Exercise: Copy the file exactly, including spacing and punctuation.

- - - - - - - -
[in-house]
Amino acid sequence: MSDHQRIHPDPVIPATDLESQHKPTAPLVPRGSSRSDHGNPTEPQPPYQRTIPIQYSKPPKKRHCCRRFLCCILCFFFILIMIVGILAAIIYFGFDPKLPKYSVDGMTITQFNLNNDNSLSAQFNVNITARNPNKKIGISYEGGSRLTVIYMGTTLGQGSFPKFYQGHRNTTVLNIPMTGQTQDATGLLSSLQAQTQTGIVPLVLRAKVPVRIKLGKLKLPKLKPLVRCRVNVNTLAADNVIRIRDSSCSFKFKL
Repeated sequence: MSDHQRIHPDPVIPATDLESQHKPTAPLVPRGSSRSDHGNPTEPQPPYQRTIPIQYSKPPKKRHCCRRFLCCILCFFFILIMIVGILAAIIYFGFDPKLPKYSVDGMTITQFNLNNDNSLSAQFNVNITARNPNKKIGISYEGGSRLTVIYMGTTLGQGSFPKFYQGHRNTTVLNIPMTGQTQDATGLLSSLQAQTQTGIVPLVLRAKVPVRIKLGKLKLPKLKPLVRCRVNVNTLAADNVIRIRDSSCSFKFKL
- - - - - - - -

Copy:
[in-house]
Amino acid sequence: MSDHQRIHPDPVIPATDLESQHKPTAPLVPRGSSRSDHGNPTEPQPPYQRTIPIQYSKPPKKRHCCRRFLCCILCFFFILIMIVGILAAIIYFGFDPKLPKYSVDGMTITQFNLNNDNSLSAQFNVNITARNPNKKIGISYEGGSRLTVIYMGTTLGQGSFPKFYQGHRNTTVLNIPMTGQTQDATGLLSSLQAQTQTGIVPLVLRAKVPVRIKLGKLKLPKLKPLVRCRVNVNTLAADNVIRIRDSSCSFKFKL
Repeated sequence: MSDHQRIHPDPVIPATDLESQHKPTAPLVPRGSSRSDHGNPTEPQPPYQRTIPIQYSKPPKKRHCCRRFLCCILCFFFILIMIVGILAAIIYFGFDPKLPKYSVDGMTITQFNLNNDNSLSAQFNVNITARNPNKKIGISYEGGSRLTVIYMGTTLGQGSFPKFYQGHRNTTVLNIPMTGQTQDATGLLSSLQAQTQTGIVPLVLRAKVPVRIKLGKLKLPKLKPLVRCRVNVNTLAADNVIRIRDSSCSFKFKL